The halfwit (me) has been pretty busy lately. I am currently working on the renovation of a rental house. The project is on a tight schedule because the prospective tenant wants to be in for Christmas and she needs Section 8 assistance. To get Section 8 assistance, your house has to pass an inspection. I wouldn't push myself to this extent except she is also the daughter of one of my wife's real estate clients. In that case, you do whatever you can to keep the relationship and the referrals.
I am a pretty decent painter. That is to say, I can keep up with a professional. I am not quite as tidy as a professional, but I can keep a wet rag around for the occasional drip. One bedroom required a round of primer (Kilz) to cover the Magic Marker drawings on the walls. Thank goodness the little darling didn't get out of her room with the markers very often.
I am a fairly good roofer. I learned this the summer I worked for a home builder while I was in college. Roofing is not that involved, you just have to remember that water flows downhill and that roofing is made to be applied in neat rows. Get started correctly and set up the overlap routine correctly and it's mindless work after that - except for all those things that poke up through the roof. You know, like attic vents to keep the roofing from melting and plumbing vents to keep methane and sewer gas out of the house, chimneys, and fireplaces. Again, the thing about water flowing downhill is the key concept. The house I am working on has a good roof but every place where something pokes through the roof there has been a water leak. The solution is to climb up on the roof and put some sealant on the small holes that the roofers left behind. There's the problem...climbing up on the roof. I am afraid of heights but I have to do it. I don't have time to wait for someone else.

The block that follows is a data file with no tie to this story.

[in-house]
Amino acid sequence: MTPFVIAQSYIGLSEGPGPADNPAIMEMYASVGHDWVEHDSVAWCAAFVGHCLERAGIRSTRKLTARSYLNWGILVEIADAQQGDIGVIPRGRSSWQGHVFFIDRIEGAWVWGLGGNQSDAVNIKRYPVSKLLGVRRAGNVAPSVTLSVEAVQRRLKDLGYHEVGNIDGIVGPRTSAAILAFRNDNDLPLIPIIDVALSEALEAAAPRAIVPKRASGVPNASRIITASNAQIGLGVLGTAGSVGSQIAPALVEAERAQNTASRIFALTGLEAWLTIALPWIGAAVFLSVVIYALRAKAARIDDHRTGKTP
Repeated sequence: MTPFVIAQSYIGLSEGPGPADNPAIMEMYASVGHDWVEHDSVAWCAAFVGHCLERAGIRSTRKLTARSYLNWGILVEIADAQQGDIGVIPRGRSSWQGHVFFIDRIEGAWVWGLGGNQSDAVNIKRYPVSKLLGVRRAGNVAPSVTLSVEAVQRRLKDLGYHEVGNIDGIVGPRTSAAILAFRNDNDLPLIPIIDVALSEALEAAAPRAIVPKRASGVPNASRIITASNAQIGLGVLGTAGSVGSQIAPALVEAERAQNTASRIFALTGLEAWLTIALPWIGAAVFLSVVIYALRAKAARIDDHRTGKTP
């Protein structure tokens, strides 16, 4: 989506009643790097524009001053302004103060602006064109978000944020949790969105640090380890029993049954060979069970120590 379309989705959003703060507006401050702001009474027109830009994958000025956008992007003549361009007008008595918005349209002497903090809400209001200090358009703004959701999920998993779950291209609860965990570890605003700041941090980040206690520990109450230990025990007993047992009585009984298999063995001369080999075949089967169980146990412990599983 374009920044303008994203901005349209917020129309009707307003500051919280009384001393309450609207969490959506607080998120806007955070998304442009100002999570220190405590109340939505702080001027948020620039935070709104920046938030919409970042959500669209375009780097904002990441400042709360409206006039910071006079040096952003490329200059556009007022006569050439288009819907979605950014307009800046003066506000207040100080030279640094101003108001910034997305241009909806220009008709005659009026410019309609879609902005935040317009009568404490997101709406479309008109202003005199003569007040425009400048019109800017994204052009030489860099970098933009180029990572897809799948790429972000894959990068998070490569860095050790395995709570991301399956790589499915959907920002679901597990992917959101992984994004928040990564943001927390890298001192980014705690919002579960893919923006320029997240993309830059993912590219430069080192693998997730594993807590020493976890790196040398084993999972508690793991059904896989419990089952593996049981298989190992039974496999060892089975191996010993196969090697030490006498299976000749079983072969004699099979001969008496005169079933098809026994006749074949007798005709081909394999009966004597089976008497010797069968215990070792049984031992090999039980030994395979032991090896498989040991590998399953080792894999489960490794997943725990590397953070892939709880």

I am a poor glazier but again I don't have time to wait for some one else. I spent way too much time chipping old putty out of a wooden door frame and then cutting a groove in the wood for the inevitable little burrs that make the glass larger than the hole it is supposed to fit in. That was two pieces of glass in an old-fashioned wooden storm door. It's a good door and it looks cool on the house. The garage door was not too bad. The front has a boring aluminum storm door. The last two pieces of glass were in aluminum window frames - you have to use a heat gun to get the old putty out. You can't melt the old putty but you can make it weak enough to dig out with a wood chisel. I had a talk with the guy at the hardware store about the glass, and he cut two near-perfect panes for the aluminum windows. I should have talked to him earlier.
I am a fairly good electrician but the city code limits me to replacing fixtures. No pulling new wire for additional circuits, and definitely no replacing a group of old fuse fixtures with a nice clean new breaker box even though it's not exactly rocket science to do such things. The city considers any rental property to be commercial, even a single-family home. If you live in the house, you can do whatever you want. I replaced a bunch of bungled-up old stuff with nice, clean, new, properly wired fixtures. I wonder where they found the blind clumsy guy to put that old stuff in.
It's almost done. I just need to replace a couple of doors and fix a couple holes in the walls.